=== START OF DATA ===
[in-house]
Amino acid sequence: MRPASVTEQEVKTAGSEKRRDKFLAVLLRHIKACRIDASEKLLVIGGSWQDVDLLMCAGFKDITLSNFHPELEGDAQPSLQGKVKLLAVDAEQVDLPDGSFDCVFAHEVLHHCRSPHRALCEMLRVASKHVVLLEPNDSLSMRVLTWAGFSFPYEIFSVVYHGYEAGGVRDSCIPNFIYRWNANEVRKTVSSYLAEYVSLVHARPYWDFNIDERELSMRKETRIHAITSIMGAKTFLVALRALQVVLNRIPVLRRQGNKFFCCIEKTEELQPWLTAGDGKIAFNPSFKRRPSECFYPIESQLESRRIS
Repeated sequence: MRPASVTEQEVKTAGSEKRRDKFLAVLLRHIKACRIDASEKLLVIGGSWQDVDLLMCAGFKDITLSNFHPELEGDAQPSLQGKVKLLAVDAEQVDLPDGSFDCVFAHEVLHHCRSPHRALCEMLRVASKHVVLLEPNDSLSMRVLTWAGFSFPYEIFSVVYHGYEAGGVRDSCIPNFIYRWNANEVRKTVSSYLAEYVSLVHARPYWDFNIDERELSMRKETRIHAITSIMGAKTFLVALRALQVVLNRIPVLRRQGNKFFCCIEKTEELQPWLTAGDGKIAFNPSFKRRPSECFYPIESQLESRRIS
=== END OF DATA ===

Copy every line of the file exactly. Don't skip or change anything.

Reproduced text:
[in-house]
Amino acid sequence: MRPASVTEQEVKTAGSEKRRDKFLAVLLRHIKACRIDASEKLLVIGGSWQDVDLLMCAGFKDITLSNFHPELEGDAQPSLQGKVKLLAVDAEQVDLPDGSFDCVFAHEVLHHCRSPHRALCEMLRVASKHVVLLEPNDSLSMRVLTWAGFSFPYEIFSVVYHGYEAGGVRDSCIPNFIYRWNANEVRKTVSSYLAEYVSLVHARPYWDFNIDERELSMRKETRIHAITSIMGAKTFLVALRALQVVLNRIPVLRRQGNKFFCCIEKTEELQPWLTAGDGKIAFNPSFKRRPSECFYPIESQLESRRIS
Repeated sequence: MRPASVTEQEVKTAGSEKRRDKFLAVLLRHIKACRIDASEKLLVIGGSWQDVDLLMCAGFKDITLSNFHPELEGDAQPSLQGKVKLLAVDAEQVDLPDGSFDCVFAHEVLHHCRSPHRALCEMLRVASKHVVLLEPNDSLSMRVLTWAGFSFPYEIFSVVYHGYEAGGVRDSCIPNFIYRWNANEVRKTVSSYLAEYVSLVHARPYWDFNIDERELSMRKETRIHAITSIMGAKTFLVALRALQVVLNRIPVLRRQGNKFFCCIEKTEELQPWLTAGDGKIAFNPSFKRRPSECFYPIESQLESRRIS